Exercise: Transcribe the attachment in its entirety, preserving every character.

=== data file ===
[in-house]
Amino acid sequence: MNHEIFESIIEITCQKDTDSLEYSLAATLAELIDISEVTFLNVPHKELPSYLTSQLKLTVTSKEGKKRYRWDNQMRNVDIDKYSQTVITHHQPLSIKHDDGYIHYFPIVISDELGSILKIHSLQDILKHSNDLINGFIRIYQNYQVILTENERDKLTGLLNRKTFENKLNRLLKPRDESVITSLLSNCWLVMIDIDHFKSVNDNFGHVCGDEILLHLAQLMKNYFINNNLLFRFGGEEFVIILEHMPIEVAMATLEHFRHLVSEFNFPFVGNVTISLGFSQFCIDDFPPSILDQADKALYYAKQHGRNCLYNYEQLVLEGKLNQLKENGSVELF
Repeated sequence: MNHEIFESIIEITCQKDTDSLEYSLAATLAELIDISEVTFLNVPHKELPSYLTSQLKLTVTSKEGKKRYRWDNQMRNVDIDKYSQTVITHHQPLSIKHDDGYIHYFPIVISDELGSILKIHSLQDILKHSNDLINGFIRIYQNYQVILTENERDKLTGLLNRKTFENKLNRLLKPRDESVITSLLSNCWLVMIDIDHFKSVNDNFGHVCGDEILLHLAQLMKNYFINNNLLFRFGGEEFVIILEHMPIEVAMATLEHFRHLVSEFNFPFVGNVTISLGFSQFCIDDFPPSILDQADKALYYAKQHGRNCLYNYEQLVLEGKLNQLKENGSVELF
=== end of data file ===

[in-house]
Amino acid sequence: MNHEIFESIIEITCQKDTDSLEYSLAATLAELIDISEVTFLNVPHKELPSYLTSQLKLTVTSKEGKKRYRWDNQMRNVDIDKYSQTVITHHQPLSIKHDDGYIHYFPIVISDELGSILKIHSLQDILKHSNDLINGFIRIYQNYQVILTENERDKLTGLLNRKTFENKLNRLLKPRDESVITSLLSNCWLVMIDIDHFKSVNDNFGHVCGDEILLHLAQLMKNYFINNNLLFRFGGEEFVIILEHMPIEVAMATLEHFRHLVSEFNFPFVGNVTISLGFSQFCIDDFPPSILDQADKALYYAKQHGRNCLYNYEQLVLEGKLNQLKENGSVELF
Repeated sequence: MNHEIFESIIEITCQKDTDSLEYSLAATLAELIDISEVTFLNVPHKELPSYLTSQLKLTVTSKEGKKRYRWDNQMRNVDIDKYSQTVITHHQPLSIKHDDGYIHYFPIVISDELGSILKIHSLQDILKHSNDLINGFIRIYQNYQVILTENERDKLTGLLNRKTFENKLNRLLKPRDESVITSLLSNCWLVMIDIDHFKSVNDNFGHVCGDEILLHLAQLMKNYFINNNLLFRFGGEEFVIILEHMPIEVAMATLEHFRHLVSEFNFPFVGNVTISLGFSQFCIDDFPPSILDQADKALYYAKQHGRNCLYNYEQLVLEGKLNQLKENGSVELF